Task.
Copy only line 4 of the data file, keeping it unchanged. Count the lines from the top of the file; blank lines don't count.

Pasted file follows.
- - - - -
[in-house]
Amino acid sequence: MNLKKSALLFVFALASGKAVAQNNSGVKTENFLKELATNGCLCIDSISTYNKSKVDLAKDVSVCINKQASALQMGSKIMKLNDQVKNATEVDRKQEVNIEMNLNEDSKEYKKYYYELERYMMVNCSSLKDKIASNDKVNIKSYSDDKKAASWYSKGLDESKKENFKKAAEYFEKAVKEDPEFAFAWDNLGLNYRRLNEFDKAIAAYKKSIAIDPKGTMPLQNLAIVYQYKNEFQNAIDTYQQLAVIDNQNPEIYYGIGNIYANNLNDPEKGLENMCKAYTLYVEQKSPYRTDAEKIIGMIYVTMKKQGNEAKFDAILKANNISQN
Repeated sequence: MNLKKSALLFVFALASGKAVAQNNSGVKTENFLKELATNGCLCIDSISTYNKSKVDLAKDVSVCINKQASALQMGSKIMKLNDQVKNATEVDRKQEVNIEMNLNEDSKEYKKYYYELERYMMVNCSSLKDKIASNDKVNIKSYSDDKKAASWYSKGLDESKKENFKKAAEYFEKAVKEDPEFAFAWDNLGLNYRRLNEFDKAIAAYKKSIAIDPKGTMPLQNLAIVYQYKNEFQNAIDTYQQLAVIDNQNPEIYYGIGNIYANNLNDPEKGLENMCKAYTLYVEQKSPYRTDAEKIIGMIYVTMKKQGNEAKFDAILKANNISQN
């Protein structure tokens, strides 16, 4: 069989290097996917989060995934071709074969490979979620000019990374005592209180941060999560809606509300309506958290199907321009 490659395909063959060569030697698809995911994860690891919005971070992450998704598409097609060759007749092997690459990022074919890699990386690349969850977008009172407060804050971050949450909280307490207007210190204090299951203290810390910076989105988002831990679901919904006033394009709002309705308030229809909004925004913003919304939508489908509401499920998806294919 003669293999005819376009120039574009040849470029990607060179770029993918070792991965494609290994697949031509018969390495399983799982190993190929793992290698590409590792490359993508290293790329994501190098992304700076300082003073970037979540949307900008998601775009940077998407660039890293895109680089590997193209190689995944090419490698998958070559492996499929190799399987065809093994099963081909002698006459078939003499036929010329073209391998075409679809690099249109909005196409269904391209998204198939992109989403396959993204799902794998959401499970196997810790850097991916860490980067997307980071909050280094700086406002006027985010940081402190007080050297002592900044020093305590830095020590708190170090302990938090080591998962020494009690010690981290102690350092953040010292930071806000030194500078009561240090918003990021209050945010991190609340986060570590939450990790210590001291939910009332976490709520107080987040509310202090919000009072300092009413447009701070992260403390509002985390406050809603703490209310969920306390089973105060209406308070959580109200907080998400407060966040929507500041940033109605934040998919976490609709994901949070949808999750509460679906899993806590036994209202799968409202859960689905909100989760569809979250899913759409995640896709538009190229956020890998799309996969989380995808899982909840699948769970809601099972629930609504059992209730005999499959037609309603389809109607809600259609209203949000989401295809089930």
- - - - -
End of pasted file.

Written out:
């Protein structure tokens, strides 16, 4: 069989290097996917989060995934071709074969490979979620000019990374005592209180941060999560809606509300309506958290199907321009 490659395909063959060569030697698809995911994860690891919005971070992450998704598409097609060759007749092997690459990022074919890699990386690349969850977008009172407060804050971050949450909280307490207007210190204090299951203290810390910076989105988002831990679901919904006033394009709002309705308030229809909004925004913003919304939508489908509401499920998806294919 003669293999005819376009120039574009040849470029990607060179770029993918070792991965494609290994697949031509018969390495399983799982190993190929793992290698590409590792490359993508290293790329994501190098992304700076300082003073970037979540949307900008998601775009940077998407660039890293895109680089590997193209190689995944090419490698998958070559492996499929190799399987065809093994099963081909002698006459078939003499036929010329073209391998075409679809690099249109909005196409269904391209998204198939992109989403396959993204799902794998959401499970196997810790850097991916860490980067997307980071909050280094700086406002006027985010940081402190007080050297002592900044020093305590830095020590708190170090302990938090080591998962020494009690010690981290102690350092953040010292930071806000030194500078009561240090918003990021209050945010991190609340986060570590939450990790210590001291939910009332976490709520107080987040509310202090919000009072300092009413447009701070992260403390509002985390406050809603703490209310969920306390089973105060209406308070959580109200907080998400407060966040929507500041940033109605934040998919976490609709994901949070949808999750509460679906899993806590036994209202799968409202859960689905909100989760569809979250899913759409995640896709538009190229956020890998799309996969989380995808899982909840699948769970809601099972629930609504059992209730005999499959037609309603389809109607809600259609209203949000989401295809089930």